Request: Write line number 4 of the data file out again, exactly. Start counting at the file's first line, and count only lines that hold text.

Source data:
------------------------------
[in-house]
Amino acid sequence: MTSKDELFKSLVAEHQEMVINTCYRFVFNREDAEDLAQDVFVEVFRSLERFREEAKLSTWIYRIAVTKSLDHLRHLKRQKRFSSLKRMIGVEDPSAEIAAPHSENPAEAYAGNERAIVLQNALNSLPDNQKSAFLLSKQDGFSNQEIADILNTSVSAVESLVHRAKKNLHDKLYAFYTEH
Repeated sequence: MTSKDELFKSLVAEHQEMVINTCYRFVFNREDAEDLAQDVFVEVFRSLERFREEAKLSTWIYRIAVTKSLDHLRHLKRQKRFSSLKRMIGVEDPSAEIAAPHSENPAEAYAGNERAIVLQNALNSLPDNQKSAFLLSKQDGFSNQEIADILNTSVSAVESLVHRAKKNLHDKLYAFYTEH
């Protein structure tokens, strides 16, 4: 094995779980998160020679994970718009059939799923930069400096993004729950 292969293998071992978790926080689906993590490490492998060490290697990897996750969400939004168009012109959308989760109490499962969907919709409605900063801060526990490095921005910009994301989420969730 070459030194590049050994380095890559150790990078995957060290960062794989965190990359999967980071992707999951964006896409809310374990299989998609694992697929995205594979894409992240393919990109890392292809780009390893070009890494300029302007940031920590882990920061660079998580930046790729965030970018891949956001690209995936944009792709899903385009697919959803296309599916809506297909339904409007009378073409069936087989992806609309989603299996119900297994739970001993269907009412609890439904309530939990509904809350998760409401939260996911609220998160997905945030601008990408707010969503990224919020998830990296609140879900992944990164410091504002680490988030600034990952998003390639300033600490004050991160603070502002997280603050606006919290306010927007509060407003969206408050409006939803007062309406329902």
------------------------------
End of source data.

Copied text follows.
């Protein structure tokens, strides 16, 4: 094995779980998160020679994970718009059939799923930069400096993004729950 292969293998071992978790926080689906993590490490492998060490290697990897996750969400939004168009012109959308989760109490499962969907919709409605900063801060526990490095921005910009994301989420969730 070459030194590049050994380095890559150790990078995957060290960062794989965190990359999967980071992707999951964006896409809310374990299989998609694992697929995205594979894409992240393919990109890392292809780009390893070009890494300029302007940031920590882990920061660079998580930046790729965030970018891949956001690209995936944009792709899903385009697919959803296309599916809506297909339904409007009378073409069936087989992806609309989603299996119900297994739970001993269907009412609890439904309530939990509904809350998760409401939260996911609220998160997905945030601008990408707010969503990224919020998830990296609140879900992944990164410091504002680490988030600034990952998003390639300033600490004050991160603070502002997280603050606006919290306010927007509060407003969206408050409006939803007062309406329902």